At Luv Michael, the curriculum being developed is as important as the product. Through the training process, participants earn a food handler’s license to certify their ability to work elsewhere. A training manual helps direct them on how to dress, how to prepare for work and how to do the job. Michael, the namesake of the company, is now 18 years old and still in school. But he comes to work for a portion of the day. “We drive to our kitchen in Long Island City,” said Lantier, “and Michael participates in every step from weighing and packaging products to sealing the bags, producing the recipe and weighing out the ingredients.”

For his work, he gets paid. This provides Michael and his fellow employees with more than just monetary gain. “It gives them a self-esteem that comes out in different areas. I see an increase in assertiveness, a pride. This comes across, disability or not. When we are sitting around eating, we are all peers…They are a part of something,” Lantier said.

In Oyster Bay, Orkestai Farm has taken a similar approach and applied it to working with the earth. They grow a wide variety of herbs and vegetables on more than an acre of land.

Alethea Vasilas and Erin Staub of Orkestai Farm

Alethea Vasilas and Erin Staub of Orkestai Farm

Alethea Vasilas and Erin Staub run the farm, which has a CSA that serves about 25 people in the community. But what makes Orkestai exceptional is not the flavor of its tomatoes, it’s the apprenticeship program, where 15 students with autism are brought onto the farm for about six hours a week to work and learn.

Like Luv Michael and Our Coffee With a Cause, Orkestai was born out of the love of a person with autism. Vasilas went to school with Rachel Kaplan, who has severe autism. One day, Vasilas invited Kaplan to join her at her father’s farm in Orient. “They planted hundreds of tomato plants together,” said Staub. “They worked for six or eight hours. Rachel has a natural rocking that works well with the repetitive motion of planting. Alethea thought if we could work with people and their natural inclination, we could help.”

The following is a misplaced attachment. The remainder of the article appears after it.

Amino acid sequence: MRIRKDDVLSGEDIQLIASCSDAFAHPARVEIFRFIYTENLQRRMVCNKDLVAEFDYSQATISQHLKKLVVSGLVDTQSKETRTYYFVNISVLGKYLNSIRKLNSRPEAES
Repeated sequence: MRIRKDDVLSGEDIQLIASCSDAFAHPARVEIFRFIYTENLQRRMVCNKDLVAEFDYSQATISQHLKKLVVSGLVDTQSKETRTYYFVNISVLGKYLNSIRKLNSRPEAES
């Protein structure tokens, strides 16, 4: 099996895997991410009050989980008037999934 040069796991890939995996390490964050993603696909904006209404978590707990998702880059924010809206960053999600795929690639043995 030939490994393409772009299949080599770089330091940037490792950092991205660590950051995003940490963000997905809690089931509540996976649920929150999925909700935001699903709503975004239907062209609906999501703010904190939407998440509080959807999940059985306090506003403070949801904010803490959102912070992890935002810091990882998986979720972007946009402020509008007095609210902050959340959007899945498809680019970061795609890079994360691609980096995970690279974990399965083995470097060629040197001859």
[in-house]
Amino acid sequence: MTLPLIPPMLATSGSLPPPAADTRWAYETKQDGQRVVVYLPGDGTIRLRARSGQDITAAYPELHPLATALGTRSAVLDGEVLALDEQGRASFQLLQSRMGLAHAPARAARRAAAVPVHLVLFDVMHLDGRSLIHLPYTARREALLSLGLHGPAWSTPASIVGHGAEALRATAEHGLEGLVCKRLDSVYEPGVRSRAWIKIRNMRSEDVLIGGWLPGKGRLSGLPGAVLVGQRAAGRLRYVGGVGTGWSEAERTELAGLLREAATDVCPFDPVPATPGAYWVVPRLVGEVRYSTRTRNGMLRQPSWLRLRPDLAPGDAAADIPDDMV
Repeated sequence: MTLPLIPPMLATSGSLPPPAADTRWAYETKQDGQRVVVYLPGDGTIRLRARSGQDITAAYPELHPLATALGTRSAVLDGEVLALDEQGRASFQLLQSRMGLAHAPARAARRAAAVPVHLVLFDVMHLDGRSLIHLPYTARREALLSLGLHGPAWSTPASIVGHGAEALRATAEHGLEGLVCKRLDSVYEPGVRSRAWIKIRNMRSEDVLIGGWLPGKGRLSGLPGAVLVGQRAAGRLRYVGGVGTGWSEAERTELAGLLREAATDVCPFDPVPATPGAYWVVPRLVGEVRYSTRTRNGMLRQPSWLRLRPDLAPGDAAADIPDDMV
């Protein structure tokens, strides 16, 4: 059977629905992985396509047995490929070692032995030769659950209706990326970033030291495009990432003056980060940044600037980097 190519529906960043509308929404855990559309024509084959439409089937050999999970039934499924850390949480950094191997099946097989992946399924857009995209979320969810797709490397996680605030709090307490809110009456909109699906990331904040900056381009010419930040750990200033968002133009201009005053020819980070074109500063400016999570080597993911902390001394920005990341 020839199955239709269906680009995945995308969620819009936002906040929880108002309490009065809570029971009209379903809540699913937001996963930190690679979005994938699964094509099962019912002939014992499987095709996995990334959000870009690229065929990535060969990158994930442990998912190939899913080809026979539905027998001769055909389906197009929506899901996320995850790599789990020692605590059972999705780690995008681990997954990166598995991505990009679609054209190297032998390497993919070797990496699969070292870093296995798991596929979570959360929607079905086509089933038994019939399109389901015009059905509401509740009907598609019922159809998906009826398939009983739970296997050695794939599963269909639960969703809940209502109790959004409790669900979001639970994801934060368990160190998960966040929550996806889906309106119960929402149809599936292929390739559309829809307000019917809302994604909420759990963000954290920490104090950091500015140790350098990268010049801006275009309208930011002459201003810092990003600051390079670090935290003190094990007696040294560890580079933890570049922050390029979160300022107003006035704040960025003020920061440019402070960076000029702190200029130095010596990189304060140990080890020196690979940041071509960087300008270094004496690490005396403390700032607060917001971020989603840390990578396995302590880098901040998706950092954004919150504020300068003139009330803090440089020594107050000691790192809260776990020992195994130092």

Vasilas worked with Rachel’s mom, Wendy Kaplan, to form Orkestai farm. But after a few years, the Kaplans decided to create a homestead in upstate New York. Their farm, Sustain Ability Farm, is thriving in Accord, NY. And Vasilas and Staub were left in charge of Orkestai.

Staub said the stage of life after structured education can be challenging for any young adult. But for disabled people— for whom jobs are scarce and meaningful ones even more-so—feelings of isolation and depression are common. The farm not only gives them something to do, it connects them to the community in a meaningful way. “Coming to a farm and growing food can seem like a simple thing, but we are growing for a community of people who rely on us. Our students pack the boxes with produce, and tell the customers what it is and where it’s growing. That’s a huge sense of purpose that we all need,” she said.

The connection goes both ways. People in the community realize that the farmers provide a valuable service, and it helps to counteract the stigma often attached to people with disabilities. “Our customers love our farmers, and they see that people with disabilities have an ability that’s worthwhile,” Staub said.

The physicality of farming is hugely beneficial for anyone: fresh air, exercise, food at the peak of its flavor and healthfulness. But for people with disabilities it can be even more transformative. “A lot of our students have movements they can’t control, and in an indoor classroom that’s very stressful. It’s a lot of restraint. I’ll see students get out of the car at the farm and start running around, flailing their arms. They can be much bigger and free.”